The judge must rule according to binding precedent, not what you think.<quoted text>
This is what statute says: Alternatively, a defendant who is an initial aggressor may claim self-defense if:(1) in good faith, he or she withdrew from physical contact,(2) clearly indicated to the other person that he or she desired to withdraw and terminate the use of force, and (3) despite the communication and withdrawal, the other person continued or resumed the use of force.
There it is. Plain and simple. Each case is obviously going to have its own set of circumstances that determine the verdict. We're not talking about any particular case, or at least I'm not. I'm referring to what the statute says. And as you can plainly see, it is possible. It's quite easy to come up with numerous and plausible scenarios.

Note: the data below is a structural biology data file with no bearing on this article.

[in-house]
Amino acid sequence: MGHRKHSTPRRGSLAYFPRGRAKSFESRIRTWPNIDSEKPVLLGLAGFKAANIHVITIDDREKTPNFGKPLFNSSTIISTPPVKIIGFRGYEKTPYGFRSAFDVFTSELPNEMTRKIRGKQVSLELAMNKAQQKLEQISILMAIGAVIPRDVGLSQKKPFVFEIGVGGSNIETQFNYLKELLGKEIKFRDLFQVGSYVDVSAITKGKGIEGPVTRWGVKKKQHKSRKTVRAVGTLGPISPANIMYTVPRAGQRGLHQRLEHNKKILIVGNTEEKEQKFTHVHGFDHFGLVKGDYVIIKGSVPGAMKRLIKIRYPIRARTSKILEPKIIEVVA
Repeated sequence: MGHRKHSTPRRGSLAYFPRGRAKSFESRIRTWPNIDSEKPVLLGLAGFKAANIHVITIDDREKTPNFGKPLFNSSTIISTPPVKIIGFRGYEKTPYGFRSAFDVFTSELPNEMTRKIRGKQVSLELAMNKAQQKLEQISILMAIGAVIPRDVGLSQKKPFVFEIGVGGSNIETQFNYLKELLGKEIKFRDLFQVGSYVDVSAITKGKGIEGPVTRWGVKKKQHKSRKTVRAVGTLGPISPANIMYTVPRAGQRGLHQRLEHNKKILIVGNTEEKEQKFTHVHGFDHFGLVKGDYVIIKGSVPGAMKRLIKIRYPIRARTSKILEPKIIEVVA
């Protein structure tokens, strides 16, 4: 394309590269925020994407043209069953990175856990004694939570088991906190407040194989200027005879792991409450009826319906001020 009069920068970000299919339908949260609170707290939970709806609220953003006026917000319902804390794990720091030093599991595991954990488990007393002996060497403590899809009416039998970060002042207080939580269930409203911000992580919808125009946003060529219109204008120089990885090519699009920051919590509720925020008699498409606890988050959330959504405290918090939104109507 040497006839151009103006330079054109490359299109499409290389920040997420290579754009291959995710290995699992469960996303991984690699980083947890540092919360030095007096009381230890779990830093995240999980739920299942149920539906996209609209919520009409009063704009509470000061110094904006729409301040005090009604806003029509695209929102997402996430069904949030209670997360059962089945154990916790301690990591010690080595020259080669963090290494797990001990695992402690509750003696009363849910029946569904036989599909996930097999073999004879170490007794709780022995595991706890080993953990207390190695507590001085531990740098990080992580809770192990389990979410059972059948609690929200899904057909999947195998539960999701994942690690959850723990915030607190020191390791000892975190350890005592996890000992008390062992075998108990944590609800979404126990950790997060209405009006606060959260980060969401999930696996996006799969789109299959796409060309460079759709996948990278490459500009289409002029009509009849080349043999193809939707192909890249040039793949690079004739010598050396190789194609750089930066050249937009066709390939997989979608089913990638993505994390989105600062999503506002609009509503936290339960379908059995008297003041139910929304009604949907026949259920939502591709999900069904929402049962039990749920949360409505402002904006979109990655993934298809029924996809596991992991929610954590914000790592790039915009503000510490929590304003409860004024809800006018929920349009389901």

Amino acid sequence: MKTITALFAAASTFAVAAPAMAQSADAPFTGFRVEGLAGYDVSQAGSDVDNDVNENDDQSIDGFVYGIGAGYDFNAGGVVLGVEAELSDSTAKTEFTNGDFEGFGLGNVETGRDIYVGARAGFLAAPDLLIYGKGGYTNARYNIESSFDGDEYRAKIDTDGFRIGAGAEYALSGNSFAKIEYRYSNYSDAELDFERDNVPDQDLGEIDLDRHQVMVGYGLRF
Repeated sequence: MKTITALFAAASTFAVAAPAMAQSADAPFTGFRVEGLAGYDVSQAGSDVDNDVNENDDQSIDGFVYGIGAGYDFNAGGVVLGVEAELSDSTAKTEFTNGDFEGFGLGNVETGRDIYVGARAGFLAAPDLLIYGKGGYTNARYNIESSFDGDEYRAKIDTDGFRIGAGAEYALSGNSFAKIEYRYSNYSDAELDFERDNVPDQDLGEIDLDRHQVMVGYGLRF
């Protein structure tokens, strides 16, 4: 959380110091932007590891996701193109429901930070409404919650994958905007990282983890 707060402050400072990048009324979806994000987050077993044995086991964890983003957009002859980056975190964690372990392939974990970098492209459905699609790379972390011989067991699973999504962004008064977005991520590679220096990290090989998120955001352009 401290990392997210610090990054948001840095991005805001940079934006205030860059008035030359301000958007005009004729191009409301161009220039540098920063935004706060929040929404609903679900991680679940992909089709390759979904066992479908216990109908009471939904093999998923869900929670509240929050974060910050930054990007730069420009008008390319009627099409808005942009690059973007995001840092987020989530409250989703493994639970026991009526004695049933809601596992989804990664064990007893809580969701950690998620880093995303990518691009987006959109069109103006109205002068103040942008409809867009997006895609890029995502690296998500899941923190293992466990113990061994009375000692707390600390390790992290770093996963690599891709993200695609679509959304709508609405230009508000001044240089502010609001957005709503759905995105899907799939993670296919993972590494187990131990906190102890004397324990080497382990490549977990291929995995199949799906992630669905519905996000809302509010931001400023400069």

Sorry, not my problem. It's George's problem.
The Court of Appeal also read the statute, DUH! It's the Court's opinion not your or my opinion that counts. If the court says "this is what the law means" then that is what counts. You may disagree with the court, but your disagreement and $1.25 will only get you a ride on the bus.
"Vila was the initial aggressor and surrendered his right to self-defense."
That may seem at odds with 776.041, but that's not my problem.